Admittedly it may not be quite so simple with climatolgy, which is not a pure science but a hybrid drawing on several disciplines.

    Point taken about funding, but even then the truth will out eventually. When scientists are paid to come up with predetermined results the science is likely to be bad. By the same token however we must not baulk from those odd occasions when the desired results just happen also to be true.

  • ingo

    Now we have talked a lot of who said what and how much still needs further scientific perusal.

    I would like to swing this debate to one of Europes most exciting projects this century, called Desertec.

    This is a conglomerate of different private interests that are coordinating internationally and cooperating with Magreb countries on developing a Concentrated Solar Network.

    I am very excited about this 400Billion push to harness the sun.s energy and transmit it to the world.

    We do not need french nuclear power or Russian gas/oil from dubious oligarchs. It will provide enough resources for the producing countries and make our energy supplies sustainable for the next 3.5 billion years.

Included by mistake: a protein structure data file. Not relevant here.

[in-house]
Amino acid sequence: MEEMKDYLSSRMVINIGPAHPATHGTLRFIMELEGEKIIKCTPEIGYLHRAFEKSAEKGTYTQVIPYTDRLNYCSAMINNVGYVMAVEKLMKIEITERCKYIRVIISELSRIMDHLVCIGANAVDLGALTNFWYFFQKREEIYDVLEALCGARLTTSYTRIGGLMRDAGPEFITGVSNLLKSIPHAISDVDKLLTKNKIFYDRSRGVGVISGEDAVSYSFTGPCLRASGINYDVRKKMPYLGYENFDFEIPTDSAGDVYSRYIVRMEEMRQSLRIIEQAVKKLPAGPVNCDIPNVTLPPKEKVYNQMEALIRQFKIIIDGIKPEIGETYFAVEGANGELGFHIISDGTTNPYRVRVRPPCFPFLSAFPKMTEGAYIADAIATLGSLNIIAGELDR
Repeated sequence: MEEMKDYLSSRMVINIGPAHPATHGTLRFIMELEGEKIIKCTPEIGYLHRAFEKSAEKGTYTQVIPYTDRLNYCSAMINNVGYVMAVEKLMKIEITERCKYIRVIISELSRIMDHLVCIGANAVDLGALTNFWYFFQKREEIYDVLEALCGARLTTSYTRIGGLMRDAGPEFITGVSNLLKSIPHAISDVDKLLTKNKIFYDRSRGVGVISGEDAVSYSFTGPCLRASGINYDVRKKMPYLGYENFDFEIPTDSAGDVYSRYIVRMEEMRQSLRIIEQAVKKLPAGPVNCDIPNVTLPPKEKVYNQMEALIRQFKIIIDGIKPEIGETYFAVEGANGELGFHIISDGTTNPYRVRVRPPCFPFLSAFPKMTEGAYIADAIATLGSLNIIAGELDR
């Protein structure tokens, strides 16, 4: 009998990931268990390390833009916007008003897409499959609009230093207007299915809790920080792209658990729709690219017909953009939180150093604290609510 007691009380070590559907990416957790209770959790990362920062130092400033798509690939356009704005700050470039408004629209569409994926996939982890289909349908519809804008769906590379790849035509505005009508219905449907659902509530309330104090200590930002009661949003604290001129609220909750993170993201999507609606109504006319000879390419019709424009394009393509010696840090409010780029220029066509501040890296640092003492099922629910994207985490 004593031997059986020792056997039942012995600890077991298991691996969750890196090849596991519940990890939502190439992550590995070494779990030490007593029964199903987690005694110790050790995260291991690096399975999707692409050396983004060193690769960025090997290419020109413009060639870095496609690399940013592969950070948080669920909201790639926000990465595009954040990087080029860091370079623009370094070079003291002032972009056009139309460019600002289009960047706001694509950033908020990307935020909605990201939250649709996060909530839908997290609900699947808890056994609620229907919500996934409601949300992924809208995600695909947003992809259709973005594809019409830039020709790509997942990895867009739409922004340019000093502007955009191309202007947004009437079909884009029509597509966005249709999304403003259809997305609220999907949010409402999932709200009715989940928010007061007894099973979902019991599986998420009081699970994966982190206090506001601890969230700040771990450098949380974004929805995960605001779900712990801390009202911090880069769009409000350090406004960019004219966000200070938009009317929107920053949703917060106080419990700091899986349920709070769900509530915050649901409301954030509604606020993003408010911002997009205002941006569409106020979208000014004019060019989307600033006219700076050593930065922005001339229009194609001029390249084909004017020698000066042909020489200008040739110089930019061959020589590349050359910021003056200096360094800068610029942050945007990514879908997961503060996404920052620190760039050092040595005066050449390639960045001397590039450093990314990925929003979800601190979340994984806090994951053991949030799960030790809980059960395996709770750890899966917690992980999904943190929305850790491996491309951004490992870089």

Siemens who just bought out Solel, an Israely solar power company is involved and so is Munich Re, the insures in the know.

    What do others think of the lack of british profile in this venture? Is it again a case of limping behind?

  • chris, glasgow


    I think that Britain will probably not want to be too heavily involved in renewable energy that is produced outside it’s own boudaries. I also don’t think that they would want to get too involved in solar energy produced in the same countries that they currently buy oil from. The other problem with this is that trying to get a competitive price after all the effort needed to tranfer it over to europe I think makes it only useful for Spain Italy and South of France.